New Laws Taking Effect in Mass. in 2021: Minimum Wage Hike, Paid Leave

On Jan. 1, workers will be able to access most paid family and medical leave benefits approved in a 2018 agreement that will eventually bring the Massachusetts minimum wage up to $15

A file photo of the Massachusetts State House.
DeAgostini/Getty Images, File

New year, new laws. What happens on Beacon Hill may seem a million miles away, but it can affect your everyday life.

New Year's Day brings some added protections for Massachusetts workers -- with more on the way later in the year -- and people making minimum wage will find they're getting a pay bump.

Here’s a look at those new laws, plus some that had a big impact on 2020:

Minimum Wage Increase

In 2021, Massachusetts' minimum wage will rise from $12.75 per hour to $13.50 per hour and tipped workers' minimum wage increases from $4.95 to $5.55 an hour.

Meanwhile, the higher rate of premium pay that retail establishments must offer for working on Sundays and some holidays will drop from 1.3 times standard pay to 1.2 times.

Those changes are all part of a multi-year phased transition to a $15 minimum wage and elimination of premium pay that Beacon Hill leaders approved in 2018 as part of the so-called "grand bargain" with business and labor groups.

Massachusetts Gov. Charlie Baker signed a bill that will establish an annual sales tax holiday, raise the minimum wage and give benefits to workers.

Paid Family Medical Leave

On Jan. 1, workers will be able to access most paid family and medical leave benefits that were also approved in that "grand bargain."

Those benefits offer paid leave to workers taking time off to bond with a new child, take care of a sick or injured service member or to tend to a serious personal health condition. Paid leave to care for a family member with a serious health condition will become available on July 1.

Without action from the Legislature, employers will also face a massive increase in unemployment insurance trust fund contributions starting next year, stemming largely from the unprecedented surge in demand for joblessness benefits.

The fund that pays out unemployment aid -- funded almost entirely by employers -- projects to end the year nearly $2.4 billion in the red, which would trigger a nearly 60 percent increase in the unemployment taxes that businesses pay. Gov. Baker filed a bill that would limit those hikes to about 17% and lawmakers took testimony on it on Monday. The increases take effect starting in 2021, but the bills for the first quarter will not be due until the spring.

Here are some of the important laws passed in Massachusetts in 2020:

Expanded Abortion Access

Abortion rights are being formally written in state law and access to the procedure is being expanded after the Massachusetts House and Senate voted to override a veto from Gov. Charlie Baker on the legislation.

Known as the ROE Act, the bill expands access to abortion beyond 24 weeks in cases of fatal fetal anomalies and lower the age of consent from 18 to 16.

The legislation initially passed within the state budget but was returned by Baker with amendments, which lawmakers ultimately rejected.

Baker vetoed the bill on Christmas Eve, saying that, though he "strongly" supports the right to access reproductive health care, he "cannot support" reducing the age that women are required to get permission from a parent or judge. Baker also proposed qualifying language for abortions after 24 weeks.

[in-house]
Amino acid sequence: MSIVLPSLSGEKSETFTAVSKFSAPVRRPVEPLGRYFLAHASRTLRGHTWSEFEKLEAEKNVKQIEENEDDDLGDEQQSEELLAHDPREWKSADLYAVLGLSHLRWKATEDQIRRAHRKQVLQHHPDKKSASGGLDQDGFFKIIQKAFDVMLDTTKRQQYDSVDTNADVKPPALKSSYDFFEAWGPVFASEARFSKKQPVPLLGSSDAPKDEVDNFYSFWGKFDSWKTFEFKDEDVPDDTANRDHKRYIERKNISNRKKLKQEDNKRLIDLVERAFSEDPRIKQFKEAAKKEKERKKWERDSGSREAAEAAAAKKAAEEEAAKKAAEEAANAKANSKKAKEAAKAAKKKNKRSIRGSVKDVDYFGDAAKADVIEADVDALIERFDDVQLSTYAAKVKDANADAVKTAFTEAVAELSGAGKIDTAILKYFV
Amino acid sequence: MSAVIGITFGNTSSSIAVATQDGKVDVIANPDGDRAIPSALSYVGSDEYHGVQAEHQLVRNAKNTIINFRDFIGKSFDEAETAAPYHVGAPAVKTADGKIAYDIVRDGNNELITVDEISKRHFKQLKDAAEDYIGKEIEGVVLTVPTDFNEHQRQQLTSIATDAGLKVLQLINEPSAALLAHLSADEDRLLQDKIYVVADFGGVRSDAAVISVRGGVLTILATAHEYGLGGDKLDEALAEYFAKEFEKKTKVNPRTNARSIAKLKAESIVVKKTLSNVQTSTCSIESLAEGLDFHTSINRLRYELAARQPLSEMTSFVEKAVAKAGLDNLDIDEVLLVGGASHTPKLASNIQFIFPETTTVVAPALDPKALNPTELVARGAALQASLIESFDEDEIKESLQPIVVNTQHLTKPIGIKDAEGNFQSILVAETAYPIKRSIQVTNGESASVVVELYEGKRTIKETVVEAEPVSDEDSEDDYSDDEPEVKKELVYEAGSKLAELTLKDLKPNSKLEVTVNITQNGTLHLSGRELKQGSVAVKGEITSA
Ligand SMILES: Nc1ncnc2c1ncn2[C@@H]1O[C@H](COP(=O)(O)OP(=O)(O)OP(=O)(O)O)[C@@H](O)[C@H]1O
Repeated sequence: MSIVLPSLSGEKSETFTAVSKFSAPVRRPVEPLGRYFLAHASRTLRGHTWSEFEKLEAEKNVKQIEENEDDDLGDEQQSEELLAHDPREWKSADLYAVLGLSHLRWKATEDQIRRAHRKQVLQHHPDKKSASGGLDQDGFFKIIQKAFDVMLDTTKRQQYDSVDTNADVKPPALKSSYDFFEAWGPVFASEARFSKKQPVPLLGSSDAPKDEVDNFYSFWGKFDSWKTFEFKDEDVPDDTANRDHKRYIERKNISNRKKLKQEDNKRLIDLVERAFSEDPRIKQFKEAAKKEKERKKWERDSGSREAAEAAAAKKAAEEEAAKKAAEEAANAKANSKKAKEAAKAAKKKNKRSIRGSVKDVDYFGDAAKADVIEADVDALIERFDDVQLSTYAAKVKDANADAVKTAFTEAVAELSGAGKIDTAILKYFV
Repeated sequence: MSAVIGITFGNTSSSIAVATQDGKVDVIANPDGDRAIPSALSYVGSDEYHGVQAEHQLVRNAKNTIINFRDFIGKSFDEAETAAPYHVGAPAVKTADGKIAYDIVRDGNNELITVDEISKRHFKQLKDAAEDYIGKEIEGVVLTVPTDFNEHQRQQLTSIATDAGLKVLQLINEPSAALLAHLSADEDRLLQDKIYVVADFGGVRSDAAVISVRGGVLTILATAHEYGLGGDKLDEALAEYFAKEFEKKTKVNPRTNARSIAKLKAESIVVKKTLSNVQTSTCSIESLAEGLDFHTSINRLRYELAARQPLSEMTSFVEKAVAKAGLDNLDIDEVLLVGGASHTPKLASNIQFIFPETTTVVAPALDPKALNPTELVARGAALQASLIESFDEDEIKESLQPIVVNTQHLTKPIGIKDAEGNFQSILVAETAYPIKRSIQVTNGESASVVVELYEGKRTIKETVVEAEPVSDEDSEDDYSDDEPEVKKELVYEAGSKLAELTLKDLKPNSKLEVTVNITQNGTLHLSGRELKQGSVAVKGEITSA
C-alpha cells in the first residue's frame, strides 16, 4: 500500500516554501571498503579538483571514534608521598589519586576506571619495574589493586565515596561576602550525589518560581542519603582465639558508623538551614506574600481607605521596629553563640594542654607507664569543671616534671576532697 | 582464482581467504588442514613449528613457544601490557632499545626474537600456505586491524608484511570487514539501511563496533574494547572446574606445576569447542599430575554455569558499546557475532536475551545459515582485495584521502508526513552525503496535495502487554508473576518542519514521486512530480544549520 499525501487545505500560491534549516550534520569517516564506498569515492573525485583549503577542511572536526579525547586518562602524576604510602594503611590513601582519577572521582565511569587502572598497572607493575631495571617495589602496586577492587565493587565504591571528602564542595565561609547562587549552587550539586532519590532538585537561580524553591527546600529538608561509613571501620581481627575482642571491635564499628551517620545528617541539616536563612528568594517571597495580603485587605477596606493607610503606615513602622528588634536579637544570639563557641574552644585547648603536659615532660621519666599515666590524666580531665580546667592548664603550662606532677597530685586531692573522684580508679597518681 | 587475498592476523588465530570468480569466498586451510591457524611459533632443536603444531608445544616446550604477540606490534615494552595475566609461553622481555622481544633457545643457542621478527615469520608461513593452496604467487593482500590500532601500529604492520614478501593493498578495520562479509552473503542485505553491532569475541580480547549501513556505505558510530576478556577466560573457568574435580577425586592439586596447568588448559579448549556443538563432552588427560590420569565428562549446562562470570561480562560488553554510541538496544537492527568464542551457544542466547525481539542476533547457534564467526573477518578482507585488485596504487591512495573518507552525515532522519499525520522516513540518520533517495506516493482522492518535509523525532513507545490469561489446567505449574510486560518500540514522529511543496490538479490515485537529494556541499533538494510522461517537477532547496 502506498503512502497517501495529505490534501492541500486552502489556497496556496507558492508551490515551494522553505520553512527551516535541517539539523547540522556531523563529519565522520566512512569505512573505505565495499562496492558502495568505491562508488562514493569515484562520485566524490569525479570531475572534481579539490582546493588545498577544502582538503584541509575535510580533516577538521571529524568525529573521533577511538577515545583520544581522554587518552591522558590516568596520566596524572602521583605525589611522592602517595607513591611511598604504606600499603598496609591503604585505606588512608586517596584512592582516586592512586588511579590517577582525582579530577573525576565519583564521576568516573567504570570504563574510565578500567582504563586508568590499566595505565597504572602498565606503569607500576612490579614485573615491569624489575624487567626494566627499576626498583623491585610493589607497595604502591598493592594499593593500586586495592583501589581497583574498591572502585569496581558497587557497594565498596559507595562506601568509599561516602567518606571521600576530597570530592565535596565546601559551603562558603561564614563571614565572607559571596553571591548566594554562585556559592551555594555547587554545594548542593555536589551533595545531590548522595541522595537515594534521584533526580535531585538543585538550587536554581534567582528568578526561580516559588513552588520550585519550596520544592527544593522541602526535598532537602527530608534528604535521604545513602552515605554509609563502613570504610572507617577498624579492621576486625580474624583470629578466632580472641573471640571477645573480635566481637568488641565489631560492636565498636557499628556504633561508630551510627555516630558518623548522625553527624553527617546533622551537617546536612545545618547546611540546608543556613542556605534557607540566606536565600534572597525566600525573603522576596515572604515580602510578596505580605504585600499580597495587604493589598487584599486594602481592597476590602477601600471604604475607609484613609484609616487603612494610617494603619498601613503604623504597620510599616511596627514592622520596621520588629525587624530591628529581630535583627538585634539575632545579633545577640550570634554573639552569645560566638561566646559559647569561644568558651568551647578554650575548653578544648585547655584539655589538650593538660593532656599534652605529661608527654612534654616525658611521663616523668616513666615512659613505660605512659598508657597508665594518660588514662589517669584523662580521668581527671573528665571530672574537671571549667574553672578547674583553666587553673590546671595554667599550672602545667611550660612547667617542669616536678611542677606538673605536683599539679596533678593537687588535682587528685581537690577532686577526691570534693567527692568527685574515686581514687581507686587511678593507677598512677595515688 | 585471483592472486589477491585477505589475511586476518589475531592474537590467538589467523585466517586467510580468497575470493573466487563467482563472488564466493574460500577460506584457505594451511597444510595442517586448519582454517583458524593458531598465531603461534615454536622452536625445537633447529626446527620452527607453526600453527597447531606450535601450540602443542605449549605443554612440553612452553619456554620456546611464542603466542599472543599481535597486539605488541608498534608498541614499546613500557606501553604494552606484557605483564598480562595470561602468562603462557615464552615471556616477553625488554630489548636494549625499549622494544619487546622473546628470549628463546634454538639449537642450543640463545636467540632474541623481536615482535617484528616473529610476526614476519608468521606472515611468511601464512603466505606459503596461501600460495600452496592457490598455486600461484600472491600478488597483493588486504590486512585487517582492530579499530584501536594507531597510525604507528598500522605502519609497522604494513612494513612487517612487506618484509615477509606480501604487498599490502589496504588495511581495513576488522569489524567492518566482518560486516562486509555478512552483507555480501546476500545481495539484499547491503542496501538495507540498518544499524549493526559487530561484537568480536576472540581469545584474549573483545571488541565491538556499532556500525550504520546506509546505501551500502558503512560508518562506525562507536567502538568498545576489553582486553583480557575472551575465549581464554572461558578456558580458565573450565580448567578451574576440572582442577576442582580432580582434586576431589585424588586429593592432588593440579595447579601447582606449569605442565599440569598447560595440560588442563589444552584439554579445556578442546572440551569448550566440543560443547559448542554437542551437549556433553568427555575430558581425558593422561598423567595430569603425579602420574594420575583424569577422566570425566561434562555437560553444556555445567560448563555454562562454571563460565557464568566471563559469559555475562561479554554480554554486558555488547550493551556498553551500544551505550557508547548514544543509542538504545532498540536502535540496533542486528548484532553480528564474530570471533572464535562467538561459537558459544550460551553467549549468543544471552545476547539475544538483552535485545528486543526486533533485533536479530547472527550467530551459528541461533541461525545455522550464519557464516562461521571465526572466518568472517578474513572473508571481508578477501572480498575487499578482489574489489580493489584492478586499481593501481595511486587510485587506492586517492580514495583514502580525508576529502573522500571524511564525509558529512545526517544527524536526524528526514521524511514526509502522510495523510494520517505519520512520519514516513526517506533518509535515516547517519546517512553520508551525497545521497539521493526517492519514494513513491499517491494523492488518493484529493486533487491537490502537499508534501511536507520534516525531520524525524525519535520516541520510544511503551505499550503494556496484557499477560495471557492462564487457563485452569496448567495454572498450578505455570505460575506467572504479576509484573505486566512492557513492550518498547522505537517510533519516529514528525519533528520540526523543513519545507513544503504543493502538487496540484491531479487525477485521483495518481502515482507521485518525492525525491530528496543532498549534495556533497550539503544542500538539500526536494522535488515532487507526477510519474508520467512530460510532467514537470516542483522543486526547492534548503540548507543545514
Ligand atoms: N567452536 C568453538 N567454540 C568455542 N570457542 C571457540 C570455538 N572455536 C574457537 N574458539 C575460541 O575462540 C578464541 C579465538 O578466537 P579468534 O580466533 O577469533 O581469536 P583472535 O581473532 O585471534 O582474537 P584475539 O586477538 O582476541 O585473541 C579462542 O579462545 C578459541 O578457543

In the days since the death of Justice Ruth Bader Ginsburg and Supreme Court Judge Amy Coney Barrett's confirmation to replace her -- which consolidated a conservative majority on the bench -- the push to expand abortion access in Massachusetts has gained traction on Beacon Hill.

Protecting Persons With Disabilities From Abuse

Nicky’s Law required the Disabled Persons Protection Commission (DPPC) to establish a registry that identifies individuals who have abused people with disabilities.

The registry, which mirrors an existing registry for child care employees,
includes former employees who have been terminated or separated from employment as a result of abuse. The legislation required providers to review the registry and prohibits the hiring of anyone listed on it.

Penalties for Female Genital Mutilation

Baker signed a bill that established criminal and civil penalties for the practice of female genital mutilation. The bill, titled An Act Relative to Female Genital Mutilation (S.834), set a penalty of up to 10 years in state prison or a fine of up to $10,000 and up to two and a half years in a county jail for anyone who knowingly commits female genital mutilation on someone under age 18.

Anyone who takes a minor to a female genital mutilation procedure inside or outside the state would be subject to the same penalty, and victims would also be able to sue in civil court.

Coronavirus Legislation

The Legislature passed a slew of measures to address the coronavirus pandemic throughout the year, including expanded delivery and takeout options, protections for front-line workers, moratoriums on evictions and foreclosures, delayed tax filing deadlines and additional unemployment benefits.

As of Nov. 4, 252 bills had been filed in the Massachusetts Legislature related to the COVID-19 pandemic. A list is available on the state website.

The State House News Service contributed to this report.

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